I’ve been having a lot of thoughts lately. (It’s tiring.) A lot of them feel fairly random but actually there is a bit of a theme. I think it must be an age thing, but lately I have become much more aware of my own mortality.
It’s kind of scary, but at the same time I figure it’s a healthy thing because at least then you can start planning. I was writing a will recently, so that’s one good thing to tick off the list, but then my mind wanders and I start thinking about stupid things like work – what would happen if I died and didn’t get to finish a piece of work? I wouldn’t want the clients to think I was rubbish and not use me again. Should I tell someone my Twitter password now so that in the event of my death they can log in and explain that I’m not just being rude by not replying to people?
I think I may be missing the point a little bit, but still, these things do worry me.
Then there’s my memory. My boyfriend was asking me some questions recently about my grandparents and great grandparents and although I knew that I had at some point known all the answers, they just weren’t in my head any more. Early onset dementia perhaps? All the more reason to write my Twitter password down quick sharp.
All of this is a very long winded way of introducing you to a new app I have been playing with this week called lifetile. It’s more than just another place to upload your photos, it’s about creating something that can be passed down to future generations; a digital shoebox of treasures to share.
Richard Grant CEO and Founder of lifetile explains: “It was losing my dad which inspired me to develop lifetile. What I realised, when he died, was that I knew very little about him. Of course, I had my holiday photos and some treasured memories but, when it came to knowing more about his life story – where he grew up and went to school, what he did before he met my mum and what their life was like before children – there were real gaps in my knowledge.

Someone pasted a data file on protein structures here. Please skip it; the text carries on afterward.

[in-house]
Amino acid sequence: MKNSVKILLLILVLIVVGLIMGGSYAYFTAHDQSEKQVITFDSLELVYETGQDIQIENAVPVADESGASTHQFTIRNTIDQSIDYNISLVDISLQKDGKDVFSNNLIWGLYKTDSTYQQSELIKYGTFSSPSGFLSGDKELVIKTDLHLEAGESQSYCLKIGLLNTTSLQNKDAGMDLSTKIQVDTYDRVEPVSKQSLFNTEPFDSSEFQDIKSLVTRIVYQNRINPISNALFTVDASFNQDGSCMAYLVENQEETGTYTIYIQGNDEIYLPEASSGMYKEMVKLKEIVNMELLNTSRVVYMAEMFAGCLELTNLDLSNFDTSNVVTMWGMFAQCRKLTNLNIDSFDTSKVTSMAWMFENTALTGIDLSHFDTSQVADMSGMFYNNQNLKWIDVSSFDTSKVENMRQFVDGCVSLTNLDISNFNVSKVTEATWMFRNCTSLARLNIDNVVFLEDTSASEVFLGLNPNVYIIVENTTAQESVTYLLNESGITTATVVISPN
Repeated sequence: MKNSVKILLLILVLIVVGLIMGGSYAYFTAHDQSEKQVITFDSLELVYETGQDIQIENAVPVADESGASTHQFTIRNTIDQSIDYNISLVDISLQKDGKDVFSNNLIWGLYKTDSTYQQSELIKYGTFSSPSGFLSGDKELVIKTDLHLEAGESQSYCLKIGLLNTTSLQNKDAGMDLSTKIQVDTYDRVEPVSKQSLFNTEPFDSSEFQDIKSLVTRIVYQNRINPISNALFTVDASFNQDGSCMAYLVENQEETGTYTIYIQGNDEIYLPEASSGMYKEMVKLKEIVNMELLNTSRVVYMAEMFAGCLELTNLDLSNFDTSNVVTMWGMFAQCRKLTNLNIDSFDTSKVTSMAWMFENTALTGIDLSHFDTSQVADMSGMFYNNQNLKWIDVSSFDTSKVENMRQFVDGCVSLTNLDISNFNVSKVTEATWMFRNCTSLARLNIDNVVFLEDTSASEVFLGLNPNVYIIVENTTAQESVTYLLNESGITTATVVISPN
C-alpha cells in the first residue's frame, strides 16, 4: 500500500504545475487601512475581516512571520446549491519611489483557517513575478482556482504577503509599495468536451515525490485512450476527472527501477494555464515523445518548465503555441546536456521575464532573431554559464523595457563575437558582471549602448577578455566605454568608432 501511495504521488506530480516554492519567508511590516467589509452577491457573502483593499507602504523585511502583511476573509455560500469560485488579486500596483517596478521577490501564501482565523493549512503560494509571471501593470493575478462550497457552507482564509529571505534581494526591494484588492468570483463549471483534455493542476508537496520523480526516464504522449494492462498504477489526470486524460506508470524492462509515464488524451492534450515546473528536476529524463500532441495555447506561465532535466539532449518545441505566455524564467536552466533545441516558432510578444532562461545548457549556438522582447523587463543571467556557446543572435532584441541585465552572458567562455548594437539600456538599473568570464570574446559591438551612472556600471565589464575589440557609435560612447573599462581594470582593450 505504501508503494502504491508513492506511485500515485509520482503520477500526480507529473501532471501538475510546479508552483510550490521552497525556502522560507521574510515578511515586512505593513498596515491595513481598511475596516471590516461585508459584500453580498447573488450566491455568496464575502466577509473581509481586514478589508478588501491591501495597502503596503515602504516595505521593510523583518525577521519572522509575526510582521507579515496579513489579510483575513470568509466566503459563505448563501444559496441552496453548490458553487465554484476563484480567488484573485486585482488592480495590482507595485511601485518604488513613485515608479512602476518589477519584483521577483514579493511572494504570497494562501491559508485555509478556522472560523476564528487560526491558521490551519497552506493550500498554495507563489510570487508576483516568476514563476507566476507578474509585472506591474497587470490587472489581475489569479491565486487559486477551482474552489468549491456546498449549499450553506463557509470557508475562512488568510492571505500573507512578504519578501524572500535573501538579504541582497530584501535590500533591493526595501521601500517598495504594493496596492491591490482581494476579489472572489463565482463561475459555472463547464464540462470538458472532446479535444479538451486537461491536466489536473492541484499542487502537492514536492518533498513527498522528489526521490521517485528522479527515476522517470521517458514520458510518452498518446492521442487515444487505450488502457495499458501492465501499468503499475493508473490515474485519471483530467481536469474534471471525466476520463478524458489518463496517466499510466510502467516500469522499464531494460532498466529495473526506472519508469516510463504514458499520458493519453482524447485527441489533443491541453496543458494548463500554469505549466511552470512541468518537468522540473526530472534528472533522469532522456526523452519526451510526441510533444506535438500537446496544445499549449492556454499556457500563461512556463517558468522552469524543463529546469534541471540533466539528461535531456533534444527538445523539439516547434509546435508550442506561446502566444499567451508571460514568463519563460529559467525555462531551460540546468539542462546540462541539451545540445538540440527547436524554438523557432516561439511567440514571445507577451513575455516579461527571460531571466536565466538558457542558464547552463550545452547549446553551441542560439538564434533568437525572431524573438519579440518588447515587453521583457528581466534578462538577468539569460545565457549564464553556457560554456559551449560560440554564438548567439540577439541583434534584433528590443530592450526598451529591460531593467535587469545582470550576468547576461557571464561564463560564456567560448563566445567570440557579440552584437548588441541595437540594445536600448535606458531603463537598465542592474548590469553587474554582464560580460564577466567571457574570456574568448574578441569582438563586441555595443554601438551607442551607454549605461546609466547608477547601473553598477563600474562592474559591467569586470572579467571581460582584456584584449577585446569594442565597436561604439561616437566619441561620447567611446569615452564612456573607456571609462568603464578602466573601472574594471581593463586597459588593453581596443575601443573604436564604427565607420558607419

“I vowed that when I became a dad, I would make sure that I was able to provide my children with a more complete story of our lives, so I created a place where our most precious memories could be brought to life and enjoyed for years to come, generation by generation.”
Lifetile is a simple and secure way to capture, save and share your most precious memories – all in one place – creating a visually stunning timeline of big life events.To each event you can attach documents, images, videos and captions, imported from social media or uploaded directly from your phone or PC. It’s really easy to use and security is absolutely key as lifetile are very aware of how precious your digital shoebox is. This can be kept completely private, shared with friends or family, or made accessible to everyone.
So how exactly is it different from things like Facebook and Twitter? Imagine it like this – your kids draw hundreds of pictures in their lifetimes, not all of them exactly gallery standard. You praise each and every one, but you pick out your favourite few to stick on the fridge; lifetile is the digital equivalent of this, a safe way to store the extra special memories, the pictures and videos that you want to be able to return to again and again.
Here’s one of mine, plus some other examples:
Leave a legacy
One thing that sets lifetile apart is the ability to nominate individuals to manage your page after your death. This is one step ahead of Facebook, who are only now beginning to roll out a legacy contact feature in the US – it has yet to reach Facebook in the UK. As part of the legacy options, you even specify your final words. If you’ve ever spent time imagining yourself on your deathbed, trying to come up with something suitably witty yet poignant for your last words, then this is the feature for you.*
As someone who would quite happily post dozens of pictures every week on Twitter and Instagram, often of my lunch, I love the idea that lifetile could help me filter out just the most precious memories, keeping them safe for years to come. With a memory like mine I need to be able to access important dates and events quickly and easily rather than trawling through endless pictures of sandwiches and I like the thought that my family can share these special moments with me too.
Do you have anything set up to share your memories with generations to come?
*Not that I would do that. Who would do that? *cough*